‘It’s almost 24/7 now. I’m always at the end of my mobile and on social media, looking for opportunities to promote the fraternity’
What type of Freemasonry was practised in the Honourable Fraternity of Antient Masonry?
For the first five years of its existence, they practised only the Craft degrees, but some members wished to introduce the Royal Arch. And having received the degree from former members of an extant UGLE chapter, they formed one themselves to practise the Royal Arch. But the Grand Lodge of HFAM decreed that the time was not yet ripe for this introduction.
So on 27 November 1913, Mrs Elizabeth Boswell Reid and her daughter Mrs Lily Seton Challen set up their own Grand Lodge to be known as The Honourable Fraternity of Ancient Freemasons, or HFAF, which is my Grand Lodge. Elizabeth Boswell Reid became our first Grand Master. So in 1913 we had three masonic Grand Lodges admitting both men and women, although women outnumbered the men in both HFAM and HFAF. Eventually these fraternities decided to become single-sex, and by 1933, we had achieved this aim in HFAF.
So HFAF was founded on the wave of social change in 1913?
We were inspired by the suffragettes and were founded on a streak of rebellion, because we’d broken away from another group. But they were all founded with the same principles – to empower women. We had one suffragette I know of – Helen Fraser, a great orator who inspired women to join the suffrage movement.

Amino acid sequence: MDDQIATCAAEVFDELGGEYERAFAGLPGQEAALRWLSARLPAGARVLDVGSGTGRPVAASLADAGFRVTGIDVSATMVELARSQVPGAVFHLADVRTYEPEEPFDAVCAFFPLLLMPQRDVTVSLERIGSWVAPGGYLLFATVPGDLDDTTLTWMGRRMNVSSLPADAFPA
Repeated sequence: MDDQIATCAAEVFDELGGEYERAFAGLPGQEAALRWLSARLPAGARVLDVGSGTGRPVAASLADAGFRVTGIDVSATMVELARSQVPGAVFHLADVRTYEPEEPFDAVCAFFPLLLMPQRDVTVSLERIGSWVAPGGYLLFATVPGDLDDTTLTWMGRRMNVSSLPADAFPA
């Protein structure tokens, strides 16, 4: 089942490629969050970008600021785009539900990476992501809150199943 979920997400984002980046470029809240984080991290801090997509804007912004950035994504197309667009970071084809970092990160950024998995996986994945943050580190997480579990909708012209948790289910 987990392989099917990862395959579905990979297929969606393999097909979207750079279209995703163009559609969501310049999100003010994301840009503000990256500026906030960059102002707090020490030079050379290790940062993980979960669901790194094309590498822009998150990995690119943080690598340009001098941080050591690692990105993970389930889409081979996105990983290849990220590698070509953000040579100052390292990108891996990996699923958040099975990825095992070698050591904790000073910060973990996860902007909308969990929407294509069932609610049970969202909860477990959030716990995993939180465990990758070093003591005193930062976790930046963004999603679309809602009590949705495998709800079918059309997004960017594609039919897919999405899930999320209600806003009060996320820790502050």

What’s the difference between the HFAF and OWF societies?
The OWF are much larger than us. But we like to think we’re more flexible and can react more quickly to initiatives and seize opportunities. Carpe Diem is one of my mantras and another is that there are no problems, only solutions. Take the consecration of our New Delhi Lodge. We had an Indian lady who came over to the UK, joined a lodge and took her degrees because she was determined to take Freemasonry to India. But she couldn’t get other Indian women to come over to England to take their degrees. So we went out there to make it happen.
‘We have to fight people who think we’re upset that we can’t join the men. At HFAF, we want to work as women, for an organisation of women, doing things for women’
What are the misconceptions about women’s Freemasonry?
We sometimes come across men who don’t think we could possibly be doing it at the same level as them. So we’ve had to fight that. Nowadays they’re much more supportive and UGLE is in particular. We also have to fight people who think we are somehow upset that we can’t join the men. At HFAF, we want to work as women, for an organisation of women, doing things for women. We have a saying: it’s a bit like football – the same game, the same rules, but different teams.